Things had been looking sunnier for consumer expectations in May and June as the country gradually re-opened. That all changed in July, according to the Federal Reserve Bank of New York’s Center for Microeconomic Data.
The report shows household expectations regarding their employment prospects and their year-ahead financial situation slightly deteriorated in July after two months of gradual improvement. Other indicators, such as the expected growth in home price and in household income, remained steady at a considerably higher level than in March and April, but below their pre-COVID-19 levels.
- The median expected year-ahead home price change remained steady at 2.0%. Although the July reading affirms the rebound from a series’ low of 0% reached in April 2020, it remains well below the 2019 average of 3.0%. The median expected home price change decreased in July among respondents with household incomes below $50,000, while it increased among respondents with higher incomes.
- Mean unemployment expectations—or the mean probability that the U.S. unemployment rate will be higher one year from now—started increasing again in July after three consecutive months of decline since reaching a series high of 50.9% in March. From 35.1% in June, it went up to 39.3% in July.
- The mean perceived probability of losing one’s job in the next 12 months rose from 15.0% in June to 16.0% in July, above its 2019 average of 14.3% and its year-ago value of 13.8%. The mean probability of leaving one’s job voluntarily in the next 12 months was steady in July at 18.9%, below its 2019 average of 21.0%.
- Perceptions of credit access compared to a year ago and expectations for year-ahead credit availability became more dispersed in July, with both more respondents reporting or expecting credit to be harder to obtain and more respondents reporting or expecting credit to be easier to obtain. The two measures continue to indicate reduced credit availability compared to the pre-COVID-19 levels.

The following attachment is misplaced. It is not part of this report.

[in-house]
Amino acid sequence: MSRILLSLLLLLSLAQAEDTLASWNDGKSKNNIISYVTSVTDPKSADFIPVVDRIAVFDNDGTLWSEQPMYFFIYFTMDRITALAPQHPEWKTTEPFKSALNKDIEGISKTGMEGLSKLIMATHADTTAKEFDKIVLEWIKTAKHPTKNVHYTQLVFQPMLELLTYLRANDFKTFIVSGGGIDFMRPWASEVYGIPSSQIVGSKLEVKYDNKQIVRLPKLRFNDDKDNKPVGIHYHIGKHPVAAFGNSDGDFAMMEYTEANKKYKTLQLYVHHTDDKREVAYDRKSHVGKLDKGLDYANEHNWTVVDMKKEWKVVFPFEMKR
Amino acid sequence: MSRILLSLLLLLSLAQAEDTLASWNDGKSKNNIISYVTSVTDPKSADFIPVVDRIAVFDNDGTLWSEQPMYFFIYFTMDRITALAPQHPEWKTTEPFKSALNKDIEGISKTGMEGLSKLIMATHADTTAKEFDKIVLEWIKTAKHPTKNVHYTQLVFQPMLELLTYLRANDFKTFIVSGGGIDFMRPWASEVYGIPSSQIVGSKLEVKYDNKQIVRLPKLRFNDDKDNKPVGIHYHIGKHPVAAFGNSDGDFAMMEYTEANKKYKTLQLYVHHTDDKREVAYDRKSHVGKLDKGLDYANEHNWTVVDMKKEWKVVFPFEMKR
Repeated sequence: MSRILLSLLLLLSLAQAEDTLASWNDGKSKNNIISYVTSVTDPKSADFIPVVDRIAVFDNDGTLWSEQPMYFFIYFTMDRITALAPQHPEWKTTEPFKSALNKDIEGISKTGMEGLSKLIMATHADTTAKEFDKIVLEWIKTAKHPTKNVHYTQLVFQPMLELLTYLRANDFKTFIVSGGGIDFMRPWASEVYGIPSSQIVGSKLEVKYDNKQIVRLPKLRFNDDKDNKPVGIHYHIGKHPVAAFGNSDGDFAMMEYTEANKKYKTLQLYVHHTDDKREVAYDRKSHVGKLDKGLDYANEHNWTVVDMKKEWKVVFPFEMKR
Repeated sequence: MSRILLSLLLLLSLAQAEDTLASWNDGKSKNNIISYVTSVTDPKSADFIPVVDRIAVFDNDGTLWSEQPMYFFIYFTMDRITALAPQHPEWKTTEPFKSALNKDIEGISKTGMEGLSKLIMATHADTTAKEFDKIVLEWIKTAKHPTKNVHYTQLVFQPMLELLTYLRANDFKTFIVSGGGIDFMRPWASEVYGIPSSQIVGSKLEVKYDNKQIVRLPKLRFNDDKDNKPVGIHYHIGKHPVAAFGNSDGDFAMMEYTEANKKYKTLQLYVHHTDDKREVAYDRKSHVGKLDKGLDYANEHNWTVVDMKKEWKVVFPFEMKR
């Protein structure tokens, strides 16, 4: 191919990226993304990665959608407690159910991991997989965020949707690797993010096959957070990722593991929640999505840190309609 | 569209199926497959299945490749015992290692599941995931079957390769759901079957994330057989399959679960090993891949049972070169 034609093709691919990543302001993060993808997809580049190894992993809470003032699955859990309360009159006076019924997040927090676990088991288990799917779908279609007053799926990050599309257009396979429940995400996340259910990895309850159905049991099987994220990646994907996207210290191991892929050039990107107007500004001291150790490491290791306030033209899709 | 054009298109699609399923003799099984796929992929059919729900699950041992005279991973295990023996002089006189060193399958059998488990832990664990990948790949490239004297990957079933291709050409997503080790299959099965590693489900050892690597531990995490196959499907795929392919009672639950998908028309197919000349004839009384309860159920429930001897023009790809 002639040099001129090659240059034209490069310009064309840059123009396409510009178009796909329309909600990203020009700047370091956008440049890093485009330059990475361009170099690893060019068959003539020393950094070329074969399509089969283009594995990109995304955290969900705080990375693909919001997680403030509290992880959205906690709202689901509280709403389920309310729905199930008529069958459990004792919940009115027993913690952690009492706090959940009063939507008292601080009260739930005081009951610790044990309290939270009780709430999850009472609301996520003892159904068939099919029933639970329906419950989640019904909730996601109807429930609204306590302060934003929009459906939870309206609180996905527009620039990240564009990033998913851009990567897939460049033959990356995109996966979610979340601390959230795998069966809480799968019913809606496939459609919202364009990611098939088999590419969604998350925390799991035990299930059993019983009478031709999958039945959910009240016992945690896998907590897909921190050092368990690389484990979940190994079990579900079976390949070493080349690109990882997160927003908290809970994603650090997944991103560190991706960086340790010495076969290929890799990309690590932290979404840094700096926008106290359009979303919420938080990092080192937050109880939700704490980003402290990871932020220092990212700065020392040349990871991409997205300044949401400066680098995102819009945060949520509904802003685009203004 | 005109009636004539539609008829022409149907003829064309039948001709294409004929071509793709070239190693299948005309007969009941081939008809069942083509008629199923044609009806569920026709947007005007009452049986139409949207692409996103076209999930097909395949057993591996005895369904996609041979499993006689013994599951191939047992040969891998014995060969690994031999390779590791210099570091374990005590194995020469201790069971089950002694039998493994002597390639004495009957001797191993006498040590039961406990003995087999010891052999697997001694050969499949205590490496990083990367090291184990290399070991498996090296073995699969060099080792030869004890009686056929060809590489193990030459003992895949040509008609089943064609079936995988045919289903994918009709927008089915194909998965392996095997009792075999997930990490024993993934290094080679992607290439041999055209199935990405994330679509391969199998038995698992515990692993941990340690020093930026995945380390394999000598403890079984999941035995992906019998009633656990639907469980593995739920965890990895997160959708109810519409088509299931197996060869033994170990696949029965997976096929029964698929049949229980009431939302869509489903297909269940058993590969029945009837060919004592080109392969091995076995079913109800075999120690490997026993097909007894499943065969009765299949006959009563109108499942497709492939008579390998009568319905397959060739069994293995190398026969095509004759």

- Perceptions about households’ current financial situations compared to a year ago in July remained close to their June readings. In contrast, one-year ahead expectations about households’ financial situations deteriorated with more respondents expecting their financial situation to worsen and fewer expecting it to improve. Both perceptions and expectations of financial conditions remain weak compared to pre-COVID-19 readings.
The Survey of Consumer Expectations is a nationally representative, internet-based survey of a rotating panel of approximately 1,300 household heads. Respondents participate in the panel for up to 12 months, with a roughly equal number rotating in and out of the panel each month. Unlike comparable surveys based on repeated cross-sections with a different set of respondents in each wave, our panel allows us to observe the changes in expectations and behavior of the same individuals over time.